Lastly, Sir Galahad and the boy from "Araby" go on quests that parallel each other. Sir Galahad's quest is to find the Holy Grail. Along the way, he is put through many tests and trials. He fights many battles to save innocent people and their property. He also tries to make peace between knights that fight each other for land. He has to remain pure and not kill people unnecessarily, or else he cannot find the Grail. Sir Galahad's quest ends when he finds the Grail, sees Christ, and is taken to Heaven. The boy's quest is to win the love of Mangan's sister. Many challenges face him, including the fact that he is younger than her, she barely notices he exists, and he has nobody to aid him in his quest. One test he goes through is trying to see Mangan's sister whenever he can. He says that one way he did this was:

Every morning I lay on the floor in the front parlour watching her door. The blind was pulled down to within an inch of the sash so that I could not be seen. When she came out on the doorstep my heart leaped. I ran to the hall, seized my books and followed her. I kept her brown figure always in my eye and, when we came near the point at which our ways diverged, I quickened my pace and passed her.[F5]

He goes through a lot of trouble just to see her. He has to time everything precisely to do this. Another test he goes through is surviving the "tedious intervening days"[F6] before going to Araby. It is quite a challenge for him to be patient. He has to also try and do his school work when "her image came between (him) and the page (he) strove to read."[F7] Another thing he had to do was wait for his drunken uncle to come home and give him money, and still get to Araby on time. A difficulty awaits him in Araby when he realizes he does not have very much money. Two pennies and a sixpence can not buy a very good present. At the end of his quest, the boy gains knowledge. He realizes that Mangan's sister may be just a flirt that does not deserve his affection. He also learns that the key to success is not to be vain. Because Sir Galahad and the boy both go through many tests on their quests, the quests parallel each other, and so Sir Galahad is similar to the boy from "Araby".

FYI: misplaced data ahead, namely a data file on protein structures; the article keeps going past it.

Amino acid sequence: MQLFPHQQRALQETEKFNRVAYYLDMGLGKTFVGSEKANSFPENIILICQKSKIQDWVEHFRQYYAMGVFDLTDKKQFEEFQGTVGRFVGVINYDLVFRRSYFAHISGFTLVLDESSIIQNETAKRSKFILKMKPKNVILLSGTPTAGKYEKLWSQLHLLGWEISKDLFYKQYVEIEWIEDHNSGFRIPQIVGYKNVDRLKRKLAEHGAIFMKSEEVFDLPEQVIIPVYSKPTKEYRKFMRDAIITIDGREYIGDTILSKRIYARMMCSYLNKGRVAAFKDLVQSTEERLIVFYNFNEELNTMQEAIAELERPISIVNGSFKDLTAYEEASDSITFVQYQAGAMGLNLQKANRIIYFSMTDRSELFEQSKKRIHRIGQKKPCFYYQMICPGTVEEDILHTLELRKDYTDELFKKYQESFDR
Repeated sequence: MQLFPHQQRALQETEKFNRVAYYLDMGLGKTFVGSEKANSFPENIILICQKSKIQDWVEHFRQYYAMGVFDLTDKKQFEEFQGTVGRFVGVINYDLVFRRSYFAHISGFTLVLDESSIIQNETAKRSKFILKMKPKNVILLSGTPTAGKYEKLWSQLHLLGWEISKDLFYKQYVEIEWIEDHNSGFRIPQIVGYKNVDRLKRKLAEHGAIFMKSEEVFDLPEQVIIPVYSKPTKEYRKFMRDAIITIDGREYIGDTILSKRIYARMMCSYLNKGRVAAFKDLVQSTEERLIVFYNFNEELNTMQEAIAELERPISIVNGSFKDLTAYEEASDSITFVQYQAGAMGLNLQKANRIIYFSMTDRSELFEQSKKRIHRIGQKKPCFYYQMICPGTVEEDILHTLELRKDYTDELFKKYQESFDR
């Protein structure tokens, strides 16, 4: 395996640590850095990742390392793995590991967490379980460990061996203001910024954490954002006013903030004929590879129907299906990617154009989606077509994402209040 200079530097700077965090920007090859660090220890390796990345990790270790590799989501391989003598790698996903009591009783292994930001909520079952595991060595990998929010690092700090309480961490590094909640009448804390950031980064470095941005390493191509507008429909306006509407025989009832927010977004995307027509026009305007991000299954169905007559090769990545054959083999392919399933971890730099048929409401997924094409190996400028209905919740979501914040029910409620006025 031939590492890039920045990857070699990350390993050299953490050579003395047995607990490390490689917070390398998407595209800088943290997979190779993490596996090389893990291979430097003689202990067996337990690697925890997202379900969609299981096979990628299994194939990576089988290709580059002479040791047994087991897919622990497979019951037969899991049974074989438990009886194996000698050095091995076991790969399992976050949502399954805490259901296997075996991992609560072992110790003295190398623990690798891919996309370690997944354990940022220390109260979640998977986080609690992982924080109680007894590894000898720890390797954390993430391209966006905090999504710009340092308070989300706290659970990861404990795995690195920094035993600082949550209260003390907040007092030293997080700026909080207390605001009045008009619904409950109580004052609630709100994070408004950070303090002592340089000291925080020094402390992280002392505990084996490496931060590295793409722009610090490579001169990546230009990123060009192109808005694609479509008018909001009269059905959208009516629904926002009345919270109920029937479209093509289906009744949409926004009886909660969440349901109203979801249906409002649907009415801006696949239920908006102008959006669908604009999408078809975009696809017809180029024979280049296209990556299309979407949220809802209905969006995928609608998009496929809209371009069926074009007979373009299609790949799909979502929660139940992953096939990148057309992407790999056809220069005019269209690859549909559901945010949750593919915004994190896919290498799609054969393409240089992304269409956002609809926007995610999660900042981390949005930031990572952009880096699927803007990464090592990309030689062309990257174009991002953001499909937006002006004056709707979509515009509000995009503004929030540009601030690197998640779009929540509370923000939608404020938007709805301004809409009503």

The boy from "Araby" is similar to Sir Galahad because of the presence of religion in his life, because of his purity in impure surroundings, and because of his quest. Sir Galahad is a religious man who was raised in a convent and goes on a quest to find the Holy Grail. The boy lives in a priest's house and goes to a religious school. The element of religion is therefore present in both stories. Sir Galahad remains pure in impure surroundings, and so does the boy. Sir Galahad goes on a quest to find the Holy Grail, while the boy goes on a quest to win the love of Mangan's sister. They both go through many tests. There is religion in both their lives, they remain pure despite their impure surroundings, and they both go on quests, hence the boy from "Araby" is similar to Sir Galahad.

[F1] James Joyce, "Araby", p. 95.
[F2] Ibid., p. 98.
[F3] Ibid., p. 95.
[F4] Ibid., p. 95.
[F5] Ibid., p. 96.
[F6] Ibid., p. 97.
[F7] Ibid., p. 97.

Spring 1994


Related Books:

Araby and the Writings of James Joyce
The Once and Future King by T. H. White
Idylls of the King by Alfred Tennyson


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Property of Suzanne P. Currie. Updated July 02, 2007 01:18 AM -0400.